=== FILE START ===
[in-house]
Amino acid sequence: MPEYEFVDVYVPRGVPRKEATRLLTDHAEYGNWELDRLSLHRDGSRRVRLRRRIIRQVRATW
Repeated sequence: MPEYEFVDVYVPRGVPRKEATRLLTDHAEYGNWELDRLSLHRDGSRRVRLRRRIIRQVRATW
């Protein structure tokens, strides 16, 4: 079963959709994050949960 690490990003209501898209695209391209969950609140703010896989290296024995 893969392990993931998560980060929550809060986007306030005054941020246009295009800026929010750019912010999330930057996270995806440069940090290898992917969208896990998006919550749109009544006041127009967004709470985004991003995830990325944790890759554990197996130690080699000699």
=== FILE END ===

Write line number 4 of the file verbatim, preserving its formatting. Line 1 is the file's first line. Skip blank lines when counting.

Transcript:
């Protein structure tokens, strides 16, 4: 079963959709994050949960 690490990003209501898209695209391209969950609140703010896989290296024995 893969392990993931998560980060929550809060986007306030005054941020246009295009800026929010750019912010999330930057996270995806440069940090290898992917969208896990998006919550749109009544006041127009967004709470985004991003995830990325944790890759554990197996130690080699000699």